We see numerous examples in the Bible where a choice was made based on means (as they saw God had called them to) rather then the ends that seemed likely. Daniel in the Lions den, Moses going to Pharaoh, Abraham venturing out, Stephen who was stoned, Jesus being crucified, and Paul going to prison. The most clear example probably is Rack, Shack and Benny (care of VeggieTales), when they refuse to bow down to Nebuchadnezzar’s God. The ends seemed quite obvious even to them: They’d be burned up in the furnace. But they knew clearly they needed to follow what God had clearly called them to regardless of the outcome; and we were all quite surprised at the outcome.

This is my point: If pacifism is what God clearly calls us to in His word, then we must follow it, regardless of how irrational it might be from our worldly (and even historical) perspective. If you are going to dialog with me on this topic as a Christian, we are going to need to come to a consensus on this point. This is an important point to deal with before we move on.

For example, you are not going to convince me that pacifism is not what Christians are supposed to do by logically arguing that war was the only possible option to defeat Hitler. A political argument that war was the only option to oust Saddam is not what we are focusing on. If you show me that war is a Biblical Christian response to Hitler and Saddam then I’ll be happy to agree with you.

Are we in agreement that this is not to be a discussion of ends? (we can have that conversation later if you want).

Respect for the troops.

As I begin my thoughts on war I found myself needing to venture another disclaimer before beginning the discussion.
Not only did I have one of those yellow ribbon magnets on the back of my car (until the winter weather disintegrated it, I guess most folks have a garage), but I actually do love and care about the folks in uniform. I don’t feel like I’m more holy than thou when I say that I disagree with war, I’m simply sharing what I’ve come to see in the scriptures and through my thoughts about this topic.
Are those who fight in the war no longer Christians? By no means. As we discuss this I don’t want anyone to get the idea that I think those in the military have some how fallen away or anything. I don’t claim to have the absolute truth, though I do think what I’ve read in the scriptures is accurate.
Shortly before I started becoming a pacifist I read C.S. Lewis’ “Why I’m Not a Pacifist” Essay in Weight of Glory and let me tell you it had me convinced. I read it again a little while ago and I’ll tell you again that it is quite convincing. Much of what he says in there I still agree with, and maybe that will come out in our discussion. I share that simply to say that I am open to the fact that I might be wrong.

There are people who are close to me that are in the military and what I share in these entries does not change my love for them at all.

Beginning thoughts on war.

In some discussion with friends of differing views on the topic of war, I’ve come to the conclusion that I should start a small series of post related to that very topic.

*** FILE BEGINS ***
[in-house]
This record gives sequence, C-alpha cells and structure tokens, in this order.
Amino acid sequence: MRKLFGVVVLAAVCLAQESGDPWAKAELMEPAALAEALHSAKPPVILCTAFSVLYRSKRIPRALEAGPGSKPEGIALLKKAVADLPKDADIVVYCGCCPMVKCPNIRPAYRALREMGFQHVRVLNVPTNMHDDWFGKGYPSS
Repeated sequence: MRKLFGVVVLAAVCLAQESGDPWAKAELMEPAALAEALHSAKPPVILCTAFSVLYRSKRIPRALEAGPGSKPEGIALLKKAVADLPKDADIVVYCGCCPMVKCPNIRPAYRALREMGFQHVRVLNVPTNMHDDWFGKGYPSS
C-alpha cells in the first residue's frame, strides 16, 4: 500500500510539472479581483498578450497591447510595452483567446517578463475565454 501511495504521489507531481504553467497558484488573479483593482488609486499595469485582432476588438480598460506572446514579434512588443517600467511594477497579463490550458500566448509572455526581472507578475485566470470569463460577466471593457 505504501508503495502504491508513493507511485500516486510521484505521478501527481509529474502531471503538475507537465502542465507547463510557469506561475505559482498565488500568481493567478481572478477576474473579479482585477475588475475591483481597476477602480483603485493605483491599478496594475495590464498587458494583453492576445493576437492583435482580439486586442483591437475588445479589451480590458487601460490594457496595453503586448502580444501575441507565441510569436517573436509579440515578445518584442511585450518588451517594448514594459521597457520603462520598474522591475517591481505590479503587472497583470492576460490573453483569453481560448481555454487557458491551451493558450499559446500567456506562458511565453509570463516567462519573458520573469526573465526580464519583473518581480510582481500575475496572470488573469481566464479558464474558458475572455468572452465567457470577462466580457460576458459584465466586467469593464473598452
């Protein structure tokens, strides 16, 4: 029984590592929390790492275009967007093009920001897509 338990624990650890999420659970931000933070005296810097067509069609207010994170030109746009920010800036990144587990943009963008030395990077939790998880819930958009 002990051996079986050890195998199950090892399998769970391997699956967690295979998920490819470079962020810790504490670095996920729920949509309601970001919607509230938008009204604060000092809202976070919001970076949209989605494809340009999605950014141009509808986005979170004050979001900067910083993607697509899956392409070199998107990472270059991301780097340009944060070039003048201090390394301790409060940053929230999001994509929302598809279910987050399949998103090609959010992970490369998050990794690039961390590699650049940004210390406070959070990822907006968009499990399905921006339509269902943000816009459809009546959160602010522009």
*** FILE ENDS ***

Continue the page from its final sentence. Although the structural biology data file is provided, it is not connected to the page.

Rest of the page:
My first thought and clarification is this: I am not a political pacifist. I guess you could call me a Biblical pacifist if you needed to define it. What I mean by that is simply that I did not come to my pacifist views by any political ideology or teachings. I did not grow up in a family that was anti-war or anything of that nature. My journey basically began a few years ago when I read: “love your enemies” in the sermon on the mount and start to think hard about what that might mean for me.

So, when you comment on my post, feel free to educate me about political ideas and issues. But any convincing or persuasion will need to be done from a Biblical standpoint. Hope that’s okay with you.

Dear Anonymous

To anonymous and others who have enlightening things to tell me about,

I would love to IM or email with you about the things that you obviously think I am un-informed about. My understanding of war does not come from a philosphizing political point of view.

Most of my thoughts on issues like this come strictly from what I see Christ said. My hope is that others like yourself would come to see that maybe war isn’t such a hot idea and then YOU can be the genius who comes up with the pacifist foreign policy that would work.

I concur to the blog world that Anonymous will likely be able to rip to shreds any thoughts or arguments I give on any sort of political grounds. I concur that Anonymous is likely far smart then me when it comes to these things, and if you would like to know more of Anonymous’ thoughts please go to Anonymous’ blog.

Now, anonymous, out of curiousity…
Say you were crazy like me and for some reason thought killing people was just a straight up bad idea. Say your right about the Iraq Body Count thing, but you still think the numbers of dead people is too high. What if you were President (or whatever position you would want to choose, except God), would you do to try to carry out the ethics of not going to war? No round about answers or arguing how it just won’t work. Just pretend your crazy and you have these crazy ethics. What would you do?

Pacifism works.

You’ve probably heard about the murder rampage that happened in Atlanta over the weekend. Probably also thought like most folks that this person was an evil horrible criminal, not a human.

Anyways, thought you would be touched by this account of Brian Nichols: